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‘The Wedding Banquet’ (NR)By Megan Rosenfeld
Washington Post Staff Writer
August 27, 1993
"The Wedding Banquet" is being presented as a zany comedy, complete with promotional fortune cookie giveaways in theater lobbies. But it's really a sweet, perceptive story about the cost of deception and the power of family rituals.
Written and directed by Ang Lee, a Taiwanese trained in the United States, and featuring well-known Taiwanese in four of the five lead roles, the film is almost entirely in Chinese. The subtitles are sometimes hard to read, but using the language (as opposed to dubbing) adds texture and enhances the cultural dislocation that is at the heart of the movie.
Simon (Mitchell Lichtenstein) and Wai-Tung (Winston Chao) have lived compatibly as a gay couple for several years in a chic Manhattan brownstone. Wai-Tung, an emigre, is a successful if harried entrepreneur, the benign slumlord of a building in which a struggling young artist named Wei-Wei (May Chin) is allowed to live.
Constantly pressured by his parents in Taiwan to marry and give them a grandchild, Wai-Tung unenthusiastically fills out the computer-dating forms they send, hoping that if he asks for a tall opera singer who has two doctorates and speaks five languages he will be off the hook when such a paragon can't be found. That idea backfires, so when his artist-tenant Wei-Wei is about to return to China because she can't get a green card or a job and Simon points out that marriage also provides a tax deduction, the plot is delivered.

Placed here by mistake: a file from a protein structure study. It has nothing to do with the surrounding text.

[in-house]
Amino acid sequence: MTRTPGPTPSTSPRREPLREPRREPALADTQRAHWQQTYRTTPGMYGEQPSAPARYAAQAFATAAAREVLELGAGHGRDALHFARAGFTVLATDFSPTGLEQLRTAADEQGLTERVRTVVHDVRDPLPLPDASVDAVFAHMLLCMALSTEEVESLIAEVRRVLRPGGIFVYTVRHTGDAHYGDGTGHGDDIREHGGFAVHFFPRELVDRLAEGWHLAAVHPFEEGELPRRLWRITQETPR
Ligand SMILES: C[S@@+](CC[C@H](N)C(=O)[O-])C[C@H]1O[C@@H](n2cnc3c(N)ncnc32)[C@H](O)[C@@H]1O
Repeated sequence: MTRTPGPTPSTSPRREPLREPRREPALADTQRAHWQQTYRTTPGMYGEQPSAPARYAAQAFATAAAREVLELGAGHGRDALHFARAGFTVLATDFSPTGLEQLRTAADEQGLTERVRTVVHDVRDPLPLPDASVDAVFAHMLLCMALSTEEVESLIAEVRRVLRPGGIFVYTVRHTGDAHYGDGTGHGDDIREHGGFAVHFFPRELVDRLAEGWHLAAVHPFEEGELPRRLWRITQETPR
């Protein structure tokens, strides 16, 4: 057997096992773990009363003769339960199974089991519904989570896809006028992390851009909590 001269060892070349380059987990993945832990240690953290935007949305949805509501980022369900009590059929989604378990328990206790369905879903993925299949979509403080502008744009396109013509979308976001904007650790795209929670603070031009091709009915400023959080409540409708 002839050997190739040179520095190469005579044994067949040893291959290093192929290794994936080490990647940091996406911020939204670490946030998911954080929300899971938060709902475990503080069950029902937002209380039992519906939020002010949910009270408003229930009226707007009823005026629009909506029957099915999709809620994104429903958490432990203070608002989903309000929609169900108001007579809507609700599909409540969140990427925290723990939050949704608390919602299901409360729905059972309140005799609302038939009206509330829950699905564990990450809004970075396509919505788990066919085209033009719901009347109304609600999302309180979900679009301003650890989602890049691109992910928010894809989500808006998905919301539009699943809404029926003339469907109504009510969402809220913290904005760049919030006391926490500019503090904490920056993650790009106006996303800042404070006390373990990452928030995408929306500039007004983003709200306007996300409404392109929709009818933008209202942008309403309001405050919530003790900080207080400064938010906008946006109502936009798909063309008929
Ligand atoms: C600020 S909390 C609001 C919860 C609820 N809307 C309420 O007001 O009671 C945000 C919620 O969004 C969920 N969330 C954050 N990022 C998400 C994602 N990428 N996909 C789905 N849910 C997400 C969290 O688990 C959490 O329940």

After Wai-Tung's parents arrive to attend the wedding, it becomes apparent how much this event, a sham and a joke to the participants, means to them. Only a stone could resist their tender gestures of affection to Wei-Wei, the distribution of traditional gifts and the mother's wedding gown, their genuine joy at the prospect of another generation. The young couple tries to resist having a big wedding and opts for a shabby civil ceremony, but the parents are so sad and ashamed, it is inevitable that the requisite hoopla will be arranged.
This is truly the Wedding Banquet from Hell; the party that ate Manhattan. I suppose every ethnic group has its own version of the endless and excruciating nuptial nightmare, with many rituals designed to embarrass the bride and groom, but the one depicted here is almost entirely charmless. "I thought the Chinese were supposed to be shy and quiet," mutters one Western guest as the festivities threaten to turn into a mass building code violation. By the end, guests are throwing up violently in the men's room, which seems to be a sign that the party has been a big success.
But, as with every event in this thoughtfully directed movie, the party has its purposes. The rest of the movie is a kind of grand cleanup, as Wai-Tung tells his mother the truth, and the young people realize the cruelty and selfishness of their deception. By the end, it's hankies all around as they make a pact that allows everyone to get what they want.
Refreshingly, Lee and co-author Neil Peng do not simply condemn the act of deception and moralize on the wages of the sin of anti-homosexual prejudice. The effects of self-imposed closeting are seen clearly in the tension and anger that flare up among the three young people, but the pain of parents who long for grandchildren is palpable too. Deception has its purpose, Lee suggests, as long as it is used sparingly -- and you can keep a secret.
"The Wedding Banquet" includes some profanity and mild love scenes between two men.
Copyright The Washington Post